And now, here we are. Farmers. Granted, a couple of greenhouses and a garden stocked with five or six lettuce beds, 120 tomato plants and sundry other produce is still small potatoes to some. But to us, it feels like an awful lot.
Our first farmers market started last week, a week that my husband also happened to be out of town building a greenhouse (this thing has truly taken over our lives). So I watered. I picked. I washed. I weighed. I bagged. I baked. I packaged. I labeled. I fretted. I whined. I watered and picked and weighed some more.
On Thursday I picked up my friend and headed to Northwood. The other vendors were friendly, helping us set up our canopy and sharing their wisdom, and the shoppers didn't laugh at my bread as I'd feared they would or raise their eyebrows at our prices. At the end of the day, we'd made just enough money to pay our vendor fee for the season.
How that income translates into hourly wages I cannot bear to think about right now, even if I were able to calculate all the time we've invested in this.
But the truth is, I don't care. At least not that much. When I'm crouching in the dirt beside bouquets of kale, or in my kitchen chopping fragrant greens, or even muscling another load of filthy laundry into the washing machine, I feel something of my grandmother in me. Something that makes me feel strong and capable and authentic.
When this farming thing first began taking shape at dinner table conversations, I told my husband we should give it 10 years, then cut loose and build a yurt on a lake.
Maybe we won't make it that long, or maybe we'll love it so much we'll go to our graves with dirty fingernails and sunburned arms. 
Maybe this venture will turn out a little better than my first attempt at cutting hair.

Sunday, May 22, 2011

Friday, May 20, 2011

Our first video

We shot this video to give you a sense of how big our market has gotten, even early in the season.  There is no place to stand where we can take a still picture of the whole market.  Let us know what you think.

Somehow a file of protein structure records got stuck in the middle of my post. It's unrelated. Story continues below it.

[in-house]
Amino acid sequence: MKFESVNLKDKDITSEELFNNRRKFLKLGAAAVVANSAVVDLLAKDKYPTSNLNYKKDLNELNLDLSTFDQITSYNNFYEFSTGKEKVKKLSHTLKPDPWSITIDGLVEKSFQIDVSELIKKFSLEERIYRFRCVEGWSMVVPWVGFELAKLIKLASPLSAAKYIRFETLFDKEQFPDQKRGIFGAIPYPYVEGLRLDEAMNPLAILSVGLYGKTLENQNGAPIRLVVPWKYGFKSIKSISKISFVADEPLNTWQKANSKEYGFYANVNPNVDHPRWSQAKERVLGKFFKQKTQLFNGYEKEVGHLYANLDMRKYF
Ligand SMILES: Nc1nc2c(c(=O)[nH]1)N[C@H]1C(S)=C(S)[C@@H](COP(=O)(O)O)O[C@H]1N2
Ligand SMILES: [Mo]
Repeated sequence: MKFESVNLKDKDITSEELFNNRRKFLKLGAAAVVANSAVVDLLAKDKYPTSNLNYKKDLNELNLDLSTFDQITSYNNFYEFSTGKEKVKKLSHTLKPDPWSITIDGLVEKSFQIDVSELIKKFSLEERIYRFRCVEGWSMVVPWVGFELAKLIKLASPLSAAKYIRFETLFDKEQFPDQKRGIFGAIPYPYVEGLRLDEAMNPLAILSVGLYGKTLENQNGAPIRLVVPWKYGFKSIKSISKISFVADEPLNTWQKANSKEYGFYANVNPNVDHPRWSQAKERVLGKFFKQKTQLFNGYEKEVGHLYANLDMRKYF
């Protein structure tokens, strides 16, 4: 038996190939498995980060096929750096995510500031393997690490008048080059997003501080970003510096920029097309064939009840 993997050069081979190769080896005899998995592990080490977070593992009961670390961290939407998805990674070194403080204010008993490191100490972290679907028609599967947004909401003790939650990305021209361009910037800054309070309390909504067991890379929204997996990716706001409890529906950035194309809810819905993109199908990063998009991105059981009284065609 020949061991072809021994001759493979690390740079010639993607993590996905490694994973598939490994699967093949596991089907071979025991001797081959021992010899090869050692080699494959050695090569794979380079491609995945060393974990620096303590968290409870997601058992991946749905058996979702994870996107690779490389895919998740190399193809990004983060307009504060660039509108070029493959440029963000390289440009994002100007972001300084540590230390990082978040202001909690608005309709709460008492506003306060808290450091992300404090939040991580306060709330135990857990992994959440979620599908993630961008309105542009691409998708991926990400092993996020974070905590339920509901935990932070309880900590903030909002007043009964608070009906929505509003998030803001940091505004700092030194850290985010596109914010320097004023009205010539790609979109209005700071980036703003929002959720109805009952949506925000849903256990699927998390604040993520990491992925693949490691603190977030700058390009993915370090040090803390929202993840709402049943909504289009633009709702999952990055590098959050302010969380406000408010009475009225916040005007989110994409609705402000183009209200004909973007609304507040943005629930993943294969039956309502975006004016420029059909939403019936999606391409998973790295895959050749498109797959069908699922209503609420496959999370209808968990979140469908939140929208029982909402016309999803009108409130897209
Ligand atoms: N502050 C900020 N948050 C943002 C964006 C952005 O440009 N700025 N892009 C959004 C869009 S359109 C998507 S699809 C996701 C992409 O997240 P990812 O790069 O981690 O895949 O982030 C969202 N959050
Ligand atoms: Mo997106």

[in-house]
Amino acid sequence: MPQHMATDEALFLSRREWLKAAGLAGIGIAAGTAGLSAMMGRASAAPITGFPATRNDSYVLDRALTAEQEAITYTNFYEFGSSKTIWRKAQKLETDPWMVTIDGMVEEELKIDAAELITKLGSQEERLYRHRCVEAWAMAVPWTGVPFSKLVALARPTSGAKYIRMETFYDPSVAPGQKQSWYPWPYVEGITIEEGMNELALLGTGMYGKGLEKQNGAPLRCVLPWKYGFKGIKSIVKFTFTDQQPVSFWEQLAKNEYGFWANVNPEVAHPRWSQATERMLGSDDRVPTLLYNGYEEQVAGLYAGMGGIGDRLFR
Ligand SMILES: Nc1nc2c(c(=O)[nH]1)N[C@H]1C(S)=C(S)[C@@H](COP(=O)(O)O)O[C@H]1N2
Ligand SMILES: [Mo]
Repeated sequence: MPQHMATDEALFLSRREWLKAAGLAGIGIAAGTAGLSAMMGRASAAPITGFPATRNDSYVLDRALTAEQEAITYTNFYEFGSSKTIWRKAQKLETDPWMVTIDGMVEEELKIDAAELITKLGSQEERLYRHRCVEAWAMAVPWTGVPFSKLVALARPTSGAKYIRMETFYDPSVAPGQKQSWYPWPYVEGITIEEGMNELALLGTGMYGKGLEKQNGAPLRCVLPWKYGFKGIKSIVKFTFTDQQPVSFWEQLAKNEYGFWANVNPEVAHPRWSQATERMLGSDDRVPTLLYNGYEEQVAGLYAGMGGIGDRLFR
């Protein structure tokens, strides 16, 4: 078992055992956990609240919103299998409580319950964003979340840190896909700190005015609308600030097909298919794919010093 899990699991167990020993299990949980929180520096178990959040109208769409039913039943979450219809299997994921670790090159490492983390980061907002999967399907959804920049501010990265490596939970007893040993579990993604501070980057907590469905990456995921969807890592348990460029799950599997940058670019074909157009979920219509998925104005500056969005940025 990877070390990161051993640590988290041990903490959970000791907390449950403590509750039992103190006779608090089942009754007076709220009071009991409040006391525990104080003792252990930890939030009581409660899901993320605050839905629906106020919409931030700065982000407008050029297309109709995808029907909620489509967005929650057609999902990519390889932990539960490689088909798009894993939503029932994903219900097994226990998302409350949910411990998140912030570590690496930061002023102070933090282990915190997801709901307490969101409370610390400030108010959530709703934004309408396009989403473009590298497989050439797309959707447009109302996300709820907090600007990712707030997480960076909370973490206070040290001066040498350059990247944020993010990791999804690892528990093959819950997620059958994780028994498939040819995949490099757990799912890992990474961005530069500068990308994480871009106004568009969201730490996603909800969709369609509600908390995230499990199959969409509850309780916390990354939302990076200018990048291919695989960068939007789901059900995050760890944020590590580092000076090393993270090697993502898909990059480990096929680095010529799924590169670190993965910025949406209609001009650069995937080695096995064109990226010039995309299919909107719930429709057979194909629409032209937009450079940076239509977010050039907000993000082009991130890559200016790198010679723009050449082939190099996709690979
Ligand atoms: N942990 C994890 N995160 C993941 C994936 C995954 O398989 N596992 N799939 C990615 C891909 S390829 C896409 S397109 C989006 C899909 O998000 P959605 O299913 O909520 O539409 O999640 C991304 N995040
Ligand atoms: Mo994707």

Tuesday, May 17, 2011 you heard the BUZZ? “Queen of the Sun: What Are the Bees Telling Us?” is premiering in Portsmouth, NH at the Music Hall playing for ONE NIGHT ONLY on 5/25!
This film is a profound, alternative look at the global honeybee crisis & what people can do to help, from Taggart Siegel, award-winning director of the grass-roots hit, The Real Dirt on Farmer John.


Keep Farming

glynwood230.jpgJoin Virginia Kasinki for an evening discussion about how farmers, food and agricultural stakeholders, representatives of municipalities, agricultural commissions, and interested citizens can work together to address this key question:

What role do we want farming to play in the future of our community, and how can we make it happen?

More information here.

Friday, May 13, 2011

A beautiful sunny day for the first market of 2011!

Mother Nature smiled on us.  It had clouded up in the morning, but by opening time at 3 pm there were only a few pretty white clouds in a beautiful blue sky, a gentle breeze, not too many black flies, and lots of vendors and customers celebrating spring!

The rest of the pictures from the market can be seen here.

Monday, May 9, 2011


Are you ready?  Thursday,  May 12th, is opening day for the market.  Usual time, 3-6:30, usual place, corner of Rts. 4 and 202/9, some old vendors, some new, fun, food and friends!

Saturday, April 16, 2011

Less than four weeks til the market opens!

Winter seems so long, and yet here we are less than four weeks until the Northwood Farmers Market opens for the 2011 season.  The daffodils are just blooming, but in greenhouses and other shelters seedlings are sprouting, and we should have plants for sale, along with some early greens and who knows what other good food and local wares?  I can't wait!

May 12th, 3-6:30 pm at the corner of Rts 4 and 202/9 at the traffic lights in Northwood.

Wednesday, March 16, 2011


NORTHWOOD N.H., April 1 and 2, 2011

Please join Bear-Paw Regional Greenways, the Northwood Area Land Management Collaborative (NALMC), the Friends of Northwood Meadows State Park, and the Northwood Conservation Commission in celebrating the first Aldo Leopold Weekend in New Hampshire.

Considered by many as the father of wildlife management and of the United States’ wilderness system, Aldo Leopold was a forester, conservationist, educator, writer, philosopher and outdoor enthusiast. One of Aldo Leopold’s most significant contributions was his vision of a “Land Ethic” expressed in his classic book on conservation, A Sand County Almanac. The Almanac is a collection of nature sketches and philosophical essays recognized as one of the enduring expressions of an ecological attitude toward people and the land.